Have buyers and sellers won or lost under new federal mortgage rules? With nearly six months of experience now in hand the answer seems to be that there have been both wins and losses – but not in the way many had predicted
Known generally as the Know Before You Owe standards, the new rules went into effect October 3rd. The by-products visible to consumers include a new Loan Estimate (LE) form and a fresh Closing Disclosure (CD) statement, forms which replaced paperwork that had been in place since the 1970s.
For borrowers the new forms have lots of white space and are easy to read. However, behind the scenes the forms are powered by 1,888 pages of new federal rules. The rules are tough to understand, costly to implement and have largely shifted the liability for mistakes from closing agents to lenders. The Mortgage Bankers Association says profits per loan instantly fell 60 percent once the new rules went into effect.
The catch is that buyers and sellers don’t know about back-office problems and don’t care. For consumers, the big goal – the only goal – is to get the lowest rate and close with the fewest hassles. From their perspective, the impact of the new rules looks like this:
In the past lenders gave out pre-approval and pre-qualification letters like gumdrops. This was important because such letters could be used to assure sellers that a purchaser had the financial capacity to afford their home.
Now, however, the rules have changed. According to the National Association of Realtors more than a third of all lenders said last year they expected to limit pre-approval letters because of the new regulations and the possible penalties that could be imposed for errors.
In practice worries about a shortage of pre-approval letters hasn’t come to much. Even if such predictions were true it would still be easy to get pre-approval letters because most lenders continue to gleefully churn them out.
A major concern has been the possibility that the new rules would delay closings. While longer closing periods might actually be welcomed by many buyers and sellers because delays could create more time to pack and move, stalled closings could also produce expensive problems if they mean lock-in deadlines cannot be met.
Borrowers in such situations could potentially face higher rates while sellers might have to re-schedule movers or delay closing on replacement properties. Worse, marginal borrowers might not be able to qualify with higher rates, meaning sales might be lost – bad news for buyers, sellers, brokers and everyone else involved with the transaction.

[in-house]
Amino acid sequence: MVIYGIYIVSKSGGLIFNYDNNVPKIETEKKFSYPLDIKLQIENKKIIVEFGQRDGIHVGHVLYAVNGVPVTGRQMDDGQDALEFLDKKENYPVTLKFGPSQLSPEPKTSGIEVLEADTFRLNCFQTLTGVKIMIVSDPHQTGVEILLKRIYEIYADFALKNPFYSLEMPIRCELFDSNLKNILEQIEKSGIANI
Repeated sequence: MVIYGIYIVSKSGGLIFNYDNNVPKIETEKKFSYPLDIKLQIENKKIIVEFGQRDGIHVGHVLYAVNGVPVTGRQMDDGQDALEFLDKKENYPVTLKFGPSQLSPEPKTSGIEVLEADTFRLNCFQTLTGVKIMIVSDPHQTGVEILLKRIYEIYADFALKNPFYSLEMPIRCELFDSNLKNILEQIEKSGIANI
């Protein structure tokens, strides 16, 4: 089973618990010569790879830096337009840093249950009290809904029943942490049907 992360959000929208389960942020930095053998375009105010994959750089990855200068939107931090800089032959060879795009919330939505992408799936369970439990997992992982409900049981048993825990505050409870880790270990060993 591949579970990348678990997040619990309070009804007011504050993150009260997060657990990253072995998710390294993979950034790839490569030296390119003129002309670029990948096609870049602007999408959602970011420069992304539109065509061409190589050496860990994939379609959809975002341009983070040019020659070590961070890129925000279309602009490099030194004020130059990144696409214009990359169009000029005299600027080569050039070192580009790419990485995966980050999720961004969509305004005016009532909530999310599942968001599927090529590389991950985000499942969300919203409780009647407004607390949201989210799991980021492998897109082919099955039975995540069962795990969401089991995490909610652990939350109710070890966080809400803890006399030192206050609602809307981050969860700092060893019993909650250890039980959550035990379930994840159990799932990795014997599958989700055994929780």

Concerns regarding delays turned out to be justified – at least in the short run. The typical time required to close a loan went from 46 days in September to 49 days in November according to Ellie Mae. By January the average origination time reached 50 days. Happily, February saw a sudden and significant reversal with closings averaging just 46 days, the same as September.
Is the worst over? The better news for a single month does not suggest a trend, but if the numbers continue to decline we could return to the averages seen a year ago when loans were commonly originated in as little as 38 days.
One result of delayed closings has been the increased use of longer lock-ins, lock-ins that often represent an additional cost to borrowers.
“Typically,” says the National Association of Realtors, “a buyer pays a premium for each 15-day increment added to the base lock (e.g. 45 or 60 day rate lock). Or, if the buyer does not have a long enough rate lock and the settlement takes longer, they may need to pay for a rate extension, which is more expensive than a rate lock. For those home buyers impacted by the TRID-related delays, they may face higher costs due to longer rate locks or extensions. It is unclear whether lenders are absorbing these costs or passing them onto consumers.”
Have Additional Sales Been Lost?
As of early February NAR members said there had been both delays and cancellations under the new rules. They reported that 10.4 percent of all sales were delayed while .6 percent were canceled outright.
What we don’t know is how these numbers compare with closing stats before the Know Before You Owe rules went into effect. Without comparable figures we can’t say that delays and cancellations increased or decreased as a result of the rule changes.
Moreover, we don’t know why there were closing problems. One possibility is that borrowers failed to produce required paperwork in a timely manner but another is that lenders are responsible for some of the delays and cancellations.
Under the Know Before You Owe rules borrowers must have the new Closing Disclosure form at least three business days before settlement. If there’s a major change then a new CD is required and the three-day period starts all over, meaning that closing can be delayed.
As it turns out lenders have a history of making the type of changes which today require a settlement delay. In 2014, says NAR, 3.2 percent of all ARMs saw an initial rate increase of at least an eighth of a percent while 1.5 percent saw a product change, changes made within three days of closing.
Meanwhile, buyers and sellers chug along, looking for the best deals. The new rules seem to have had little practical impact on the consumers’ end of the lending process, the end which in their eyes is the one that counts.